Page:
The potential environmental risks of fracking, the effective but controversial method of extracting natural gas by pumping water and chemicals into deep beds of shale, were explored in Josh Fox’s hard-hitting but one-sided 2010 documentary “GasLand.” Now “Promised Land” deal with them in a dramatized form that will certainly reach a wider audience but is just as much an assault on corporate greed and insensitivity. Directed in a leisurely, entirely conventional fashion by Gus Van Sant from a script by Matt Damon and John Krasinski, who also star, it’s an old-fashioned, painfully earnest film that conjures up a Capra-like populist fable of the little people taking on the powerful, only to switch suddenly into cynical mode in the last act. It’s unlikely to enjoy the same measure of appeal that Damon’s first outing with Van Sant (and Ben Affleck), “Good Will Hunting,” did, though like it, the picture is essentially a big-screen version of what might have been a Hallmark Hall of Fame special.

The linchpin of the story is Damon’s Steve Butler, a roving salesman for Global Energy, which sends him into the field to purchase drilling leases from the locals. He’s in line for a promotion to the executive suite, but after an interview is sent to a small Pennsylvania farming town along with his usual partner, Sue Thomason (Frances McDormand), to convince the farmers in the area to sign up. It’s fertile territory, not only because the geological evidence is favorable but because at a time of economic recession, the landowners are desperate for some financial hope.

Steve is an unusual company man—a small-town Iowa boy who saw his own community die when the Caterpillar plant closed and can relate to hard-pressed locals in a way that makes them receptive to his pitch. And at heart he’s an idealistic fellow, honestly believing that his company’s offer can save their depressed area. But despite the support of the city fathers, who see the project as a boon to the treasury (and their own pockets), he’s confronted by formidable opposition led by a high-school science teacher (Hal Holbrook), who uses a town-hall meeting to arrange a vote on whether or not to go ahead with it. The opposition is bolstered by the arrival of a glad-handing, charismatic environmental activist named Dustin Noble (Krasinski), who brings with him tales of his own town’s destruction at Global’s hands as a result of the dire environmental effects that fracking had there.

Steve’s confidence is shaken by Noble’s success in converting many of the locals to his cause, but also by his own growing misgivings about what he’s doing—and by the fact that schoolteacher Alice (Rosemarie DeWitt), in whom he has an incipient dramatic interest, gravitates toward Dustin as well. That’s why he’s so overjoyed when the company sends him evidence that Noble is a fraud, proof that he can use to turn the tide in his favor and rid himself of a rival in one fell swoop.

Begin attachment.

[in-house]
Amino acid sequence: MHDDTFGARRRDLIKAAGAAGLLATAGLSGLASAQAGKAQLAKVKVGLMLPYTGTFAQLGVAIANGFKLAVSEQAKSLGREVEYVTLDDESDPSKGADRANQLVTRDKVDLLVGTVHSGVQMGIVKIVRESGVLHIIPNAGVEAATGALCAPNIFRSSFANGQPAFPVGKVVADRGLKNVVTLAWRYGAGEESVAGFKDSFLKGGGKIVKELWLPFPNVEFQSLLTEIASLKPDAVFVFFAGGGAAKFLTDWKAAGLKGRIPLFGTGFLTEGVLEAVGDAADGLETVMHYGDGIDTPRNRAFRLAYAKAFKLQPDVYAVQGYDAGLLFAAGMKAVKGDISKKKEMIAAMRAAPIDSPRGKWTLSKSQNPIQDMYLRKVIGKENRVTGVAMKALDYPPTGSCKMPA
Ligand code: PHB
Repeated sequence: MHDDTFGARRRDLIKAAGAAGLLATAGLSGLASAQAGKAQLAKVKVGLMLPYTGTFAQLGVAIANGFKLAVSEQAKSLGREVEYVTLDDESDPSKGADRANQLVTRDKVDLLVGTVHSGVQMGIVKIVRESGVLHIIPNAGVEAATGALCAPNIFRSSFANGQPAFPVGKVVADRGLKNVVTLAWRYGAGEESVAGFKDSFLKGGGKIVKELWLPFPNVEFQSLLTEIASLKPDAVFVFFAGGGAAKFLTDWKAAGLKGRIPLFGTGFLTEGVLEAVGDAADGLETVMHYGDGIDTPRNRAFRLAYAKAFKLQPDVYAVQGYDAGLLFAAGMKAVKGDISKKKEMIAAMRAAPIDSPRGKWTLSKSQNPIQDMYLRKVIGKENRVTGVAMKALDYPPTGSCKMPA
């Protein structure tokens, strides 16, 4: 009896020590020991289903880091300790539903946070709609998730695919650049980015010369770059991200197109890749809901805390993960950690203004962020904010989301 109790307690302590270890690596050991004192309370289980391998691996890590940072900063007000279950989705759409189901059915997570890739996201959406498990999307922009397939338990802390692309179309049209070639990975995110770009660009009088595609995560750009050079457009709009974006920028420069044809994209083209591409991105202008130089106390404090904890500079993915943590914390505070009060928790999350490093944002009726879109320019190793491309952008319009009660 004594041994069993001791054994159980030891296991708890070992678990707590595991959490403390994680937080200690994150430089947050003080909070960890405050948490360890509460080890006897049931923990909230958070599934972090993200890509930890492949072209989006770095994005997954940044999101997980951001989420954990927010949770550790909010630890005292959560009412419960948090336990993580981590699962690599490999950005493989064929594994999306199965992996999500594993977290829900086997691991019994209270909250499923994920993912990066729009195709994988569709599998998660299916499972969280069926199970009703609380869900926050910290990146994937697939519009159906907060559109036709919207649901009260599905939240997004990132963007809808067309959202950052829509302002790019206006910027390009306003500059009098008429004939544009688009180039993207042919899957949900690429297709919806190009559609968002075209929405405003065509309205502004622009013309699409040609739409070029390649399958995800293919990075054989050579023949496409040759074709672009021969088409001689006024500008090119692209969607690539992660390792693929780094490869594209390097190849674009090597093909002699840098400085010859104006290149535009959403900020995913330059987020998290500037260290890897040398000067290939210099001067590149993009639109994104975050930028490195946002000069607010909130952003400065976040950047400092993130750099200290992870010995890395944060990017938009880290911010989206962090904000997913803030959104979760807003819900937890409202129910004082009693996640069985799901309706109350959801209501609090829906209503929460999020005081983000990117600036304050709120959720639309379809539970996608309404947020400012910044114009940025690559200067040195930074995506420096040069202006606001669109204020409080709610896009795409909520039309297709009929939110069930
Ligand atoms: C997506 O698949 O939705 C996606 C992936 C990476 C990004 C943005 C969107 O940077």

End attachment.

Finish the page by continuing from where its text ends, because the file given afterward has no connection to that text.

The strength of “Promised Land” lies primarily in two elements. One is the portrait it draws of small-town America in the throes of economic distress, which is only occasionally heavy-handed. (That town meeting, held in the high school gym, that has to be cut short when the coach intervenes because his team has to practice, is a typically nice touch.) It’s aided by the locations, Daniel B. Clancy’s spot-on production design, Greg Weimerskirch’s art direction, Rebecca Brown’s set decoration, Juliet Poicsa’s costumes and, especially Linus Sandgren’s evocative cinematography.

The other is the performance of Damon, who persuasively depicts a man torn between his principles and his suspicions that he’s been abusing them for his own profit. (It doesn’t seem plausible, however, that such a naïve fellow—and one so successful in the field—would be seriously considered as executive material in a company that appears to be without scruple.) McDormand is also fine as a no-nonsense career woman who seems more concerned with her baseball-playing son back home than her current assignment and is much less capable than her partner of blending into an unfamiliar environment. (A subplot involving her relationship with a local convenience-store owner played by Titus Welliver is a stretch, though.) And Krasinski obviously has a good time playing a jovial, yet calculating type.

Some of the supporting characters, unfortunately, are less well drawn. DeWitt is wasted in a trite role, and though Holbrook brings his accustomed authority to Frank Yates, the science teacher, the script rather stacks the deck by giving him such a distinguished past in terms of degrees and university teaching posts (as well as a hobby of raising miniature horses). On the other hand, Scoot McNairy, Terry Kinney, Tim Guinee and Lucas Black add nice touches of local color in their brief scenes.

The biggest miscalculation in the film, though, is the turn it suddenly takes toward the close. The revelation certainly acts as a prod to Steve’s final declaration of principle—he becomes the Mr. Smith of the Pennsylvania farm country—but also transforms the picture into a message about corporate manipulation that’s much less clever than it’s meant to be. And ironically it opens the film—which, as oil company critics have already pointed out, was partially funded by interests from Abu Dhabi that might be interested in restricting US drilling for natural gas—to charges that in this instance art imitates life, and vice versa. That disconcerting feeling adds to the general impression that the promise of this “Land” isn’t entirely fulfilled.